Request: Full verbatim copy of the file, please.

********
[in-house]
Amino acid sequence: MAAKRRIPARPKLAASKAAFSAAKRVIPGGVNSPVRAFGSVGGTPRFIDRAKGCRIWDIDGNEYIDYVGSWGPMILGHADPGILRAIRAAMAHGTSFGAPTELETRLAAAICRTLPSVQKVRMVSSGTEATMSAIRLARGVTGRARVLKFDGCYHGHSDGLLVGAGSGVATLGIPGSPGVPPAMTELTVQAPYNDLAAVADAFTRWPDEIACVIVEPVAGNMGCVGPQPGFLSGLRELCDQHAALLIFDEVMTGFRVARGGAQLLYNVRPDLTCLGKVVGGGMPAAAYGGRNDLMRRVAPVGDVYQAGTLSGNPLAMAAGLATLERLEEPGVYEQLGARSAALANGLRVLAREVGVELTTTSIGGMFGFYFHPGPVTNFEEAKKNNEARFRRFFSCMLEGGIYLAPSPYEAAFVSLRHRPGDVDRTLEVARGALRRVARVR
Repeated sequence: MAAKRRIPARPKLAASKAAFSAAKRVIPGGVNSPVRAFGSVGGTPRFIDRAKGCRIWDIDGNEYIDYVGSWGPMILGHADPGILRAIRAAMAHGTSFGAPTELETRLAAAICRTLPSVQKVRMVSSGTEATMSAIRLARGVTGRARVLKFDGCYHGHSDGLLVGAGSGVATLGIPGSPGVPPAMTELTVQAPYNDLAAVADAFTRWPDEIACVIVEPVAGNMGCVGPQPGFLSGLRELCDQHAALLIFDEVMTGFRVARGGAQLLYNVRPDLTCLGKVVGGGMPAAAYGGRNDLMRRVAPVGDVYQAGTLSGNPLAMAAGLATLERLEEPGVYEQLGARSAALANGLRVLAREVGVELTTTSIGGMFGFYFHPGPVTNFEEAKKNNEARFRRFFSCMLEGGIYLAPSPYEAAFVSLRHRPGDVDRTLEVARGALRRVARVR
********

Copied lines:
[in-house]
Amino acid sequence: MAAKRRIPARPKLAASKAAFSAAKRVIPGGVNSPVRAFGSVGGTPRFIDRAKGCRIWDIDGNEYIDYVGSWGPMILGHADPGILRAIRAAMAHGTSFGAPTELETRLAAAICRTLPSVQKVRMVSSGTEATMSAIRLARGVTGRARVLKFDGCYHGHSDGLLVGAGSGVATLGIPGSPGVPPAMTELTVQAPYNDLAAVADAFTRWPDEIACVIVEPVAGNMGCVGPQPGFLSGLRELCDQHAALLIFDEVMTGFRVARGGAQLLYNVRPDLTCLGKVVGGGMPAAAYGGRNDLMRRVAPVGDVYQAGTLSGNPLAMAAGLATLERLEEPGVYEQLGARSAALANGLRVLAREVGVELTTTSIGGMFGFYFHPGPVTNFEEAKKNNEARFRRFFSCMLEGGIYLAPSPYEAAFVSLRHRPGDVDRTLEVARGALRRVARVR
Repeated sequence: MAAKRRIPARPKLAASKAAFSAAKRVIPGGVNSPVRAFGSVGGTPRFIDRAKGCRIWDIDGNEYIDYVGSWGPMILGHADPGILRAIRAAMAHGTSFGAPTELETRLAAAICRTLPSVQKVRMVSSGTEATMSAIRLARGVTGRARVLKFDGCYHGHSDGLLVGAGSGVATLGIPGSPGVPPAMTELTVQAPYNDLAAVADAFTRWPDEIACVIVEPVAGNMGCVGPQPGFLSGLRELCDQHAALLIFDEVMTGFRVARGGAQLLYNVRPDLTCLGKVVGGGMPAAAYGGRNDLMRRVAPVGDVYQAGTLSGNPLAMAAGLATLERLEEPGVYEQLGARSAALANGLRVLAREVGVELTTTSIGGMFGFYFHPGPVTNFEEAKKNNEARFRRFFSCMLEGGIYLAPSPYEAAFVSLRHRPGDVDRTLEVARGALRRVARVR